Headphones, Feedback, and Bleed
Do I Need to Use Headphones when Podcasting?
If you're recording your podcast with other participants, we'd highly advise recording your podcast with headphones on, and ensuring that your other recording participants do the same (we believe in this strongly enough that we make a point of reminding everybody at the start of a recording session that it's Headphone Time). Headphones prevent issues with audio feedback and bleed (which we'll outline below), and will result in a better-sounding final product.
What is Feedback?
Feedback occurs when your microphone picks up a sound from your speakers, which then creates a louder sound out of the speakers, which the microphone then picks up, and onwards in a loop until you hear a loud squealing noise. Ensuring that all of your podcast participants are wearing headphones (so everybody's computer audio comes out of their headphones instead of their speakers) is a surefire way to prevent feedback.
If you're hearing feedback while recording your podcast, one or more participants in your podcast aren't wearing headphones.
What is Bleed?
Bleed occurs when the audio from one participant's track is also recorded in another participant's track. When one participant in a podcast doesn't wear headphones, their microphone will pick up their voice, as well as the voices of all other participants coming out of their speakers.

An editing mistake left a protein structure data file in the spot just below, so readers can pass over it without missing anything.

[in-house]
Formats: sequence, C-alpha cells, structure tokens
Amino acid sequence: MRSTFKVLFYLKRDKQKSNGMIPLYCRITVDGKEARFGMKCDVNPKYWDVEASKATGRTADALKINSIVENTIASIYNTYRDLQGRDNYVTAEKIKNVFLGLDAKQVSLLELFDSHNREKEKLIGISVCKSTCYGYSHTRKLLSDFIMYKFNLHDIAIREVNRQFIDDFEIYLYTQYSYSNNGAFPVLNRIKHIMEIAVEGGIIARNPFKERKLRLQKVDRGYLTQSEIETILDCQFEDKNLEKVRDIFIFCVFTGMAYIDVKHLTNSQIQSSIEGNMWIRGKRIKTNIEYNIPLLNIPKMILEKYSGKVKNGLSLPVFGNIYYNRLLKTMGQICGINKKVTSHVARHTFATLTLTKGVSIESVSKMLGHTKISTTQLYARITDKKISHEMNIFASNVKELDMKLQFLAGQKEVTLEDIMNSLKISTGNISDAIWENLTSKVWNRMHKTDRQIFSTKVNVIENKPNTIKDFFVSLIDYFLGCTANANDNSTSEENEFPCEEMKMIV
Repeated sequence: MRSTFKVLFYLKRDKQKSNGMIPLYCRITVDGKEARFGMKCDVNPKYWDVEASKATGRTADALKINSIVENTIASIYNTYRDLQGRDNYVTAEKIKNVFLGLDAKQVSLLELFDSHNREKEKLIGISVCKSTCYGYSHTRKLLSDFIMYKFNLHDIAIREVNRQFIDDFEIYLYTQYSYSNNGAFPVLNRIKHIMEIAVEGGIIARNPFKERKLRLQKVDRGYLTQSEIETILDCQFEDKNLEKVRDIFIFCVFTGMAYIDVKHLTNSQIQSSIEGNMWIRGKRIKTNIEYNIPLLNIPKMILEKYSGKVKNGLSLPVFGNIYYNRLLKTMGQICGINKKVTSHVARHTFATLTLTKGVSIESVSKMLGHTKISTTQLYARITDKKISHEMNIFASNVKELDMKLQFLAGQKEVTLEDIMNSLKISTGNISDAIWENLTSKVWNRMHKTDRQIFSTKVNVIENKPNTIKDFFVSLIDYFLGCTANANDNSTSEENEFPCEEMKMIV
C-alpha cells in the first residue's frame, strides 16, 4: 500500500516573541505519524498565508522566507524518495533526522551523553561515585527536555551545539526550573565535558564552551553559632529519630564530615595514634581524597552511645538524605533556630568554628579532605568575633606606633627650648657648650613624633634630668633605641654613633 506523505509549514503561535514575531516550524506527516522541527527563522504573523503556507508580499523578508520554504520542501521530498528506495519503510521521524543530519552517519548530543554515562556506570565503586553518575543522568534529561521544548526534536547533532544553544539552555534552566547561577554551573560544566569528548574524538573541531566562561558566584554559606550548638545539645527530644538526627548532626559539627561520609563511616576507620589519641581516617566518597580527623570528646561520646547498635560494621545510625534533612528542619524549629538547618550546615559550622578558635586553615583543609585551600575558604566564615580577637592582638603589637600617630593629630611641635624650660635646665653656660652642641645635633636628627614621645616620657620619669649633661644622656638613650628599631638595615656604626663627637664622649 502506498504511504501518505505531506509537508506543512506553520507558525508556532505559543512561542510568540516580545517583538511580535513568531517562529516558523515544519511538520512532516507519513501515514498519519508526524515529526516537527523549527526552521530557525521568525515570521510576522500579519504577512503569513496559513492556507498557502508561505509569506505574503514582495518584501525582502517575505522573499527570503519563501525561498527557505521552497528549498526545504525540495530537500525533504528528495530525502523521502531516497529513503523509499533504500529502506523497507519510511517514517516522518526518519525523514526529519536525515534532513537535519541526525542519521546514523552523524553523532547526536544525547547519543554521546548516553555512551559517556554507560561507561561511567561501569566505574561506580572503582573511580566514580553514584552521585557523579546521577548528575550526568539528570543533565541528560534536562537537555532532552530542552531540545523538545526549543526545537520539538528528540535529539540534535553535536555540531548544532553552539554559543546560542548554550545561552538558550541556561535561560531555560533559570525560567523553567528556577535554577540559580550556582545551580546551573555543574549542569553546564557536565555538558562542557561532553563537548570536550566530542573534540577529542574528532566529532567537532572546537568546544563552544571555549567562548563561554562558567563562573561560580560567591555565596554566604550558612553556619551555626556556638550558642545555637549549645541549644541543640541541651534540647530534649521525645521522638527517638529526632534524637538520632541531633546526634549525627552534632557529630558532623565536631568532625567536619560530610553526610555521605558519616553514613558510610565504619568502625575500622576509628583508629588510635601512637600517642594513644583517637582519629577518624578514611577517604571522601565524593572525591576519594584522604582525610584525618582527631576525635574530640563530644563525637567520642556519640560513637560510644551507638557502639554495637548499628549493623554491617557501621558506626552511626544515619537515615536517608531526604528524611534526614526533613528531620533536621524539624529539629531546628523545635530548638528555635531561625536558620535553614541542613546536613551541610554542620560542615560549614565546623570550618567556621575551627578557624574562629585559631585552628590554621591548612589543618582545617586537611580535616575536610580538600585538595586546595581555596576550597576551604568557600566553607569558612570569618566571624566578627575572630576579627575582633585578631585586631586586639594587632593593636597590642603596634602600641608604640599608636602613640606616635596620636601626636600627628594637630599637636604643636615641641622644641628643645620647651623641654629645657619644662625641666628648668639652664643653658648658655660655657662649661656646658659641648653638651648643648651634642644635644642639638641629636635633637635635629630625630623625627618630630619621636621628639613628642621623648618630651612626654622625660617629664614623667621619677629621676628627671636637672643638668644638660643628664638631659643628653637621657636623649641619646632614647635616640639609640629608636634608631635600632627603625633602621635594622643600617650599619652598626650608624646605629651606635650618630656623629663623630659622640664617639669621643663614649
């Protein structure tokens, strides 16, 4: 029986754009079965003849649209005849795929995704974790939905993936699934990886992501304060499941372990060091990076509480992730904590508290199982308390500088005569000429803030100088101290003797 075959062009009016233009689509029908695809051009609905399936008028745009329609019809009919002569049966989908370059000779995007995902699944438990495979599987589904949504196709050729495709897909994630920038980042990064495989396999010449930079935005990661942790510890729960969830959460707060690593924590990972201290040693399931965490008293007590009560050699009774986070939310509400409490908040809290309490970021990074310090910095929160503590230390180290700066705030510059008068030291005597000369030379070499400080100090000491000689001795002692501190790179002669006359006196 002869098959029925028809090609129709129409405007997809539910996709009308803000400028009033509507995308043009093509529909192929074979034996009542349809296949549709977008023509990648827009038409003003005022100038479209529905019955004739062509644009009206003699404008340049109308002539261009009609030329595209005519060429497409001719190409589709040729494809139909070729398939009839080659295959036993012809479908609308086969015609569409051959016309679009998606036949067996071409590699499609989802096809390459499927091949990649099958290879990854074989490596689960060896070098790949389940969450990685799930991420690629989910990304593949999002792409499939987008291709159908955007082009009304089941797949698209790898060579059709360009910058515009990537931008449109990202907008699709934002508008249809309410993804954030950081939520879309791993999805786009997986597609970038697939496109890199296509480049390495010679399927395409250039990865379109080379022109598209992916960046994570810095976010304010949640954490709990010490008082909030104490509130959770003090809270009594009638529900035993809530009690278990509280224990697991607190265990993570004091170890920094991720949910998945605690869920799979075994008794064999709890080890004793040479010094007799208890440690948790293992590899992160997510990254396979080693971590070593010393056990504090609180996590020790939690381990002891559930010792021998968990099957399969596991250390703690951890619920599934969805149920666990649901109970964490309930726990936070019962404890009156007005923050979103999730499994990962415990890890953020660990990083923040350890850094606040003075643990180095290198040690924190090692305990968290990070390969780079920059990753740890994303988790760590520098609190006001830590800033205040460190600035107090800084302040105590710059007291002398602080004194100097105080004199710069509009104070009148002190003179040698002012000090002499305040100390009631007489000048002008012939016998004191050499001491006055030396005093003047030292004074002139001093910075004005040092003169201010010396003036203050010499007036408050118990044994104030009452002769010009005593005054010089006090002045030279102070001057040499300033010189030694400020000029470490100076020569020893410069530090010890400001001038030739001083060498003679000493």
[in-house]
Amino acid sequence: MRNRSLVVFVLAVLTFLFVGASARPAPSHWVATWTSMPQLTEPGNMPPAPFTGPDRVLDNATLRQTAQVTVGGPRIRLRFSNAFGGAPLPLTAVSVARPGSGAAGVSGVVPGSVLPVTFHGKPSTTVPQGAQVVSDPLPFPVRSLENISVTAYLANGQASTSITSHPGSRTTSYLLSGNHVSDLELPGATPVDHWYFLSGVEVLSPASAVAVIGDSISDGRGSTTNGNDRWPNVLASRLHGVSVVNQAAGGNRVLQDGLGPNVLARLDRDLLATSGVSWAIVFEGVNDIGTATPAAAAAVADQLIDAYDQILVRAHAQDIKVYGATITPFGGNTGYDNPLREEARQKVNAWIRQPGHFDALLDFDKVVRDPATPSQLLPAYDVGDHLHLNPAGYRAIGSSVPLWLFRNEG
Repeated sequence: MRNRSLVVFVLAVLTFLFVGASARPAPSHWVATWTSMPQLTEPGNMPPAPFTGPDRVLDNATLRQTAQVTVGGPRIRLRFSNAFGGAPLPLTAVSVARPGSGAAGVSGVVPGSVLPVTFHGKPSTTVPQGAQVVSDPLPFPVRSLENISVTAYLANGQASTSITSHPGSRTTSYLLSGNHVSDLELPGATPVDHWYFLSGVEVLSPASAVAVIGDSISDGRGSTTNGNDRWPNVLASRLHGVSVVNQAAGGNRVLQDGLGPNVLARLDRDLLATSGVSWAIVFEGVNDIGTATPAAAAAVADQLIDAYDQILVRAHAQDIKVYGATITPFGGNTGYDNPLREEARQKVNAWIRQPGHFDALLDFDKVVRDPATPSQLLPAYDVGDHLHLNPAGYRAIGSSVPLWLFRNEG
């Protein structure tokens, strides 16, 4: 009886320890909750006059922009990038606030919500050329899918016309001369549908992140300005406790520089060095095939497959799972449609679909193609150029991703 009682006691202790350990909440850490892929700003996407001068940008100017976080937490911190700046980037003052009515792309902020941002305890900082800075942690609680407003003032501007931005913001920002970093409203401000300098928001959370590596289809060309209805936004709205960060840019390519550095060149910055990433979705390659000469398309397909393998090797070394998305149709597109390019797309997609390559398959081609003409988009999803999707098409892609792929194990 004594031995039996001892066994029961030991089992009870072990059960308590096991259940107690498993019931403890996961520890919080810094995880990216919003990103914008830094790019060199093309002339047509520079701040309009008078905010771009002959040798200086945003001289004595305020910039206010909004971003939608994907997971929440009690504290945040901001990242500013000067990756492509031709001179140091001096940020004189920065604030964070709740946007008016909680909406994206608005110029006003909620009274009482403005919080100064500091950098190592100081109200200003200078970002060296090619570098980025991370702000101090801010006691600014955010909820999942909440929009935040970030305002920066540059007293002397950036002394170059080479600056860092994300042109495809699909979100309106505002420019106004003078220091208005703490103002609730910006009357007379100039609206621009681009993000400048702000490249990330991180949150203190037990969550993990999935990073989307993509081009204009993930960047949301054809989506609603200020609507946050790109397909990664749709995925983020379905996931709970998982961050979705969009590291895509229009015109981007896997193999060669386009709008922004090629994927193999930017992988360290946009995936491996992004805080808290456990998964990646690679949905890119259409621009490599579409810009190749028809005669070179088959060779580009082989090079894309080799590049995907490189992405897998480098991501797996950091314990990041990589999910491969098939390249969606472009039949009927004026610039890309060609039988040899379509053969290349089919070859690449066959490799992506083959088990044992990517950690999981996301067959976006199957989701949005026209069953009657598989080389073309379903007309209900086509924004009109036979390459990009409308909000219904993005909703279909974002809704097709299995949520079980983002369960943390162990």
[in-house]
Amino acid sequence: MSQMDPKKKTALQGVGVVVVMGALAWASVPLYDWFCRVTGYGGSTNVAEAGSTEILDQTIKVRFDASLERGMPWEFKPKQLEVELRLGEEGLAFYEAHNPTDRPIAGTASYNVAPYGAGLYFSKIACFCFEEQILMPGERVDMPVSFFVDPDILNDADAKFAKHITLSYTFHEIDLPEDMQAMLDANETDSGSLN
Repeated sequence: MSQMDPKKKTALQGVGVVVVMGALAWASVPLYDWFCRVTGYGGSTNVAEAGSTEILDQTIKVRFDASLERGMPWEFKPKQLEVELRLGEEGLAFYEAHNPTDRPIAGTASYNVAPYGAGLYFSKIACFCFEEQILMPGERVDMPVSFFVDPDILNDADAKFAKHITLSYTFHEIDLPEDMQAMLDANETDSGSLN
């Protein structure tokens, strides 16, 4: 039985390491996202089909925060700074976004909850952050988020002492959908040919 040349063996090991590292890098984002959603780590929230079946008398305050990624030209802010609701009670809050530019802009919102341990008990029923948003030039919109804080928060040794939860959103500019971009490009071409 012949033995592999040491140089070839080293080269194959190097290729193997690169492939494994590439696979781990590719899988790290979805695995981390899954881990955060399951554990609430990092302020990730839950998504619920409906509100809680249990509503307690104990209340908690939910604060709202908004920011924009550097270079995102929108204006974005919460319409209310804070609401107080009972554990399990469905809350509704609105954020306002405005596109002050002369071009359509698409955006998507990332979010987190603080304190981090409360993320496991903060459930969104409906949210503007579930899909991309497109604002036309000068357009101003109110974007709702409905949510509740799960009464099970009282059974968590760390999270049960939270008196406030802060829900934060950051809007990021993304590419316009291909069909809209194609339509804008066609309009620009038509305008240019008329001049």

You want to avoid bleed for a few reasons:
- Bleed will be delayed by some value, as its audio that has travelled over the internet before being recorded, meaning you'll end up with two recordings of one participant, each slightly out of sync. When you listen back, this will sound like a person speaking with an echo – that echo is their bleed recording.
- Bleed is a recording that has been compressed for your voice call, then played out a speaker, then recorded again, and will be significantly lower quality than the speaker's original source recording.
Why Don't I Hear Feedback With a Service Like Skype When I Don't Use Headphones?
Software that is made solely for voice calls often includes feedback suppression logic to try to tamp down any feedback before it occurs, as many users use the software without headphones. We evaluated the use of this in Cast, but found that it had a detrimental effect on call latency and call quality.
Why Don't I Hear My Own Voice?
When you hear your own voice on a phone call, that's called sidetone – it can be helpful on the phone to moderate the volume of your own voice. Some recording software calls this feature "monitoring". Cast does not use sidetone.
When recording your podcast, it's very important to avoid bleed – which we've talked about in-depth above. Recordings made with sidetone make it nearly impossible to hear if there's bleed in another participant's recording, as you'll hear your voice in your ears, regardless of whether their speakers are bleeding into their microphone input. Without sidetone, hearing your own voice in your ears is an immediate indication that someone in your session is having a bleed problem.
In Cast, we provide a VU meter for each participant in a Studio session, which lets you directly monitor your recording volume to make sure it isn't too quiet (if the meter is barely filling up), or too loud and clipping. Because it's possible to adjust your system volume to make your own voice appear louder or quieter (without affecting the volume of your actual recording) we've found that Cast's VU meter is the best way to accurately and directly assess your recording volume.